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I've been digging into an addition to my house from the early 1970s (final permit signature dated 1973). It uses individual wires in flexible conduit from the panel through the crawl space, and NM in the walls. The NM is 12 gauge, and the breaker is 20A. So far I have found one NM cable that is aluminum--most are copper.

Should the breaker have been 15A? (The aluminum cable is very clearly part of the original work--the breaker could have been changed later?)

The conduit has a neutral and two hot wires (black and blue). Was this common practice? Was it done for convenience?

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There's a decent discussion about making aluminum wire connections over here: What's the best way of replacing a plug or switch in a house with aluminum wiring?

If there is #12 Al wire on the circuit, the breaker should be 15A. #10 aluminum wire can have a 20A breaker, and you shouldn't normally see anything like #14 aluminum. Or you could just pull new copper wire and permanently disconnect the aluminum. Your home insurance company might not even cover you if they discover that you have aluminum wiring on your branch circuits. Aluminum is still common for the big feeders into your main panel, though, and that's fine because it's terminated appropriately by the electrician.

Any device that aluminum wire is connected to should be approved for connecting to aluminum wire, and any connections between aluminum and copper wire have to be made with special connectors. There are different types. Some are crimps that compress the wires very tightly to "cold weld" them together, some are special wire nuts, and you must use aluminum oxide inhibitor. The oxide inhibitor is included in the special purple wire nuts that are rated to connect aluminum and copper.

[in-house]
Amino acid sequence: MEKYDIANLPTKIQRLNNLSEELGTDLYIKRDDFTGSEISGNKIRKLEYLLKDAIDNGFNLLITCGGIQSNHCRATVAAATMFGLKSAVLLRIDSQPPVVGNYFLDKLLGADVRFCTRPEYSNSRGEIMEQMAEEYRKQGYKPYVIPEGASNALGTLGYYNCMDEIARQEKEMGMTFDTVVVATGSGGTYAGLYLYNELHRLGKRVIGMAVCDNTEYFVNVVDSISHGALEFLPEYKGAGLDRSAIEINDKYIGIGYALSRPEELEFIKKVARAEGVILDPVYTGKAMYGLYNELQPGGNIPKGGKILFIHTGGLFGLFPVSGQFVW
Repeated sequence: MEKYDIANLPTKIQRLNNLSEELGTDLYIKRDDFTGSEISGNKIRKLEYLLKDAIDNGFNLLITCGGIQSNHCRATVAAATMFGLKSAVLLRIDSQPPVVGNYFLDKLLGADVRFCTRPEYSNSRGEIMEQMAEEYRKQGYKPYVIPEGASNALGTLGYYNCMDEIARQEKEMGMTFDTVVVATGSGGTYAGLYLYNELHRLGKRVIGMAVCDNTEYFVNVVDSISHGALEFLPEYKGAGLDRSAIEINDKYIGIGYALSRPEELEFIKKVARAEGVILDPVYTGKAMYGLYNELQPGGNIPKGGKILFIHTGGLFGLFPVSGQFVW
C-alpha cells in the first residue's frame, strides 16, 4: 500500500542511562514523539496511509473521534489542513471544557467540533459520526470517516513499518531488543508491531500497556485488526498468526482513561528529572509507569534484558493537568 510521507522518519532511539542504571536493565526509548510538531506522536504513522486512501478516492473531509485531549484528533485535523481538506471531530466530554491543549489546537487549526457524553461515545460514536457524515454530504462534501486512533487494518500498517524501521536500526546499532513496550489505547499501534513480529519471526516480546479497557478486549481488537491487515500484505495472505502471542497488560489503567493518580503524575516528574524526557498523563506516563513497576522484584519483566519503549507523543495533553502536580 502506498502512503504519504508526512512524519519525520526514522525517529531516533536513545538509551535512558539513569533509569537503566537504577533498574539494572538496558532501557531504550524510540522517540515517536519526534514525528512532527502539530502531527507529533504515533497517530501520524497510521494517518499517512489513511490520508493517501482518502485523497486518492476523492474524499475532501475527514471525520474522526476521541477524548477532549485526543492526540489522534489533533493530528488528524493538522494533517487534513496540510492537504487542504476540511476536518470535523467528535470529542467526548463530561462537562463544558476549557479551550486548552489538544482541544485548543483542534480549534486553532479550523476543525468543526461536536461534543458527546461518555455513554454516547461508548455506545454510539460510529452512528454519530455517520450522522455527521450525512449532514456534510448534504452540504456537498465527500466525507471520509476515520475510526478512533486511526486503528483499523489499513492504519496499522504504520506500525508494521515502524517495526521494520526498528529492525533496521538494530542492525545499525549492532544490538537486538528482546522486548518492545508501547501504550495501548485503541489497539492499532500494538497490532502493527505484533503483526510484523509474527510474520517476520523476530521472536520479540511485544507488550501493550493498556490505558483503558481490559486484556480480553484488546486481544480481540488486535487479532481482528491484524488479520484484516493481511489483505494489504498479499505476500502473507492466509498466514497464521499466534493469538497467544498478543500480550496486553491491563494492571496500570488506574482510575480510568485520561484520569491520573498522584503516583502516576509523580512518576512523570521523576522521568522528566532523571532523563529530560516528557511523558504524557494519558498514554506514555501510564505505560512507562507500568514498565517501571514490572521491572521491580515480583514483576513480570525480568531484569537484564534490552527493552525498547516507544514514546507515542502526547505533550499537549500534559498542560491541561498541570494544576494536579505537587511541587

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One of the issues is that aluminum and copper have different rates of thermal expansion and contraction. Combine that with the tendency for corrosion when aluminum and copper are in constant contact, and the fact that aluminum oxidizes (rusts) very rapidly if oxide inhibitor isn't used. All the inconsistent expansion and contraction and corrosion helps to loosen connections. Add the fact that aluminum oxide is an effective electrical insulator and you have a lot of potential for connections to go bad over time, leading to overheating and fires. Loose electrical connections get hot (and might also produce sparks), and heat starts fires (as do sparks, since they're hot), etc.

If you're going to leave the aluminum wire in place, though, maybe you want to avoid the twist-on connectors (wire nuts) and use the cold-weld crimp-on connectors, then seal the connections up really well with something like lineman's rubber splicing tape.

You don't want this in your walls:

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  • Thanks! The walls are coming off, so I plan to replace the section of aluminum wire. Most of the work looked pretty tidy and professional, so I was surprised it seemed to have the wrong breaker on it. – Phil Esra Jul 7 '15 at 12:08
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    @PhilEsra maybe it was done by a homeowner/DIY'er who was mechanically competent but just not aware that they needed to research issues related to aluminum wiring. – Craig Jul 7 '15 at 19:46
  • True! No idea what the state of awareness was in 1973. An inspector definitely signed off on it. – Phil Esra Jul 9 '15 at 4:04

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